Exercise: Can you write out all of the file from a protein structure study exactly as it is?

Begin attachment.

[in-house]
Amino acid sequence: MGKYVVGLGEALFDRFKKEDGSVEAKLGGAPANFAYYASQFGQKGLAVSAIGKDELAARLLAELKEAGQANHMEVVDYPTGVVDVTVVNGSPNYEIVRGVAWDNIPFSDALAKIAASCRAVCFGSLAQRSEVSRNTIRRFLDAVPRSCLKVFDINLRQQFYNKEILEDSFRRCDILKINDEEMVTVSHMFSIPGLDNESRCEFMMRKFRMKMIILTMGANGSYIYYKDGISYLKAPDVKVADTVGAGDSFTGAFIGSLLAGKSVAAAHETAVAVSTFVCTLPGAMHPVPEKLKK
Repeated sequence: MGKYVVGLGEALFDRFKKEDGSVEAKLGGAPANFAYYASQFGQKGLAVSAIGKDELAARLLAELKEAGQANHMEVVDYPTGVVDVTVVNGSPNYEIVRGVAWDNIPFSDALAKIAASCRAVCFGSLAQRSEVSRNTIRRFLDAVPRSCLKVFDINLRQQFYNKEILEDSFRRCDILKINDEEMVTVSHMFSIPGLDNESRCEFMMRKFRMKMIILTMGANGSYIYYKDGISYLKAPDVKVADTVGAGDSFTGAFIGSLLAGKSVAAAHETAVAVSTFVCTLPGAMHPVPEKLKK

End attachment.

[in-house]
Amino acid sequence: MGKYVVGLGEALFDRFKKEDGSVEAKLGGAPANFAYYASQFGQKGLAVSAIGKDELAARLLAELKEAGQANHMEVVDYPTGVVDVTVVNGSPNYEIVRGVAWDNIPFSDALAKIAASCRAVCFGSLAQRSEVSRNTIRRFLDAVPRSCLKVFDINLRQQFYNKEILEDSFRRCDILKINDEEMVTVSHMFSIPGLDNESRCEFMMRKFRMKMIILTMGANGSYIYYKDGISYLKAPDVKVADTVGAGDSFTGAFIGSLLAGKSVAAAHETAVAVSTFVCTLPGAMHPVPEKLKK
Repeated sequence: MGKYVVGLGEALFDRFKKEDGSVEAKLGGAPANFAYYASQFGQKGLAVSAIGKDELAARLLAELKEAGQANHMEVVDYPTGVVDVTVVNGSPNYEIVRGVAWDNIPFSDALAKIAASCRAVCFGSLAQRSEVSRNTIRRFLDAVPRSCLKVFDINLRQQFYNKEILEDSFRRCDILKINDEEMVTVSHMFSIPGLDNESRCEFMMRKFRMKMIILTMGANGSYIYYKDGISYLKAPDVKVADTVGAGDSFTGAFIGSLLAGKSVAAAHETAVAVSTFVCTLPGAMHPVPEKLKK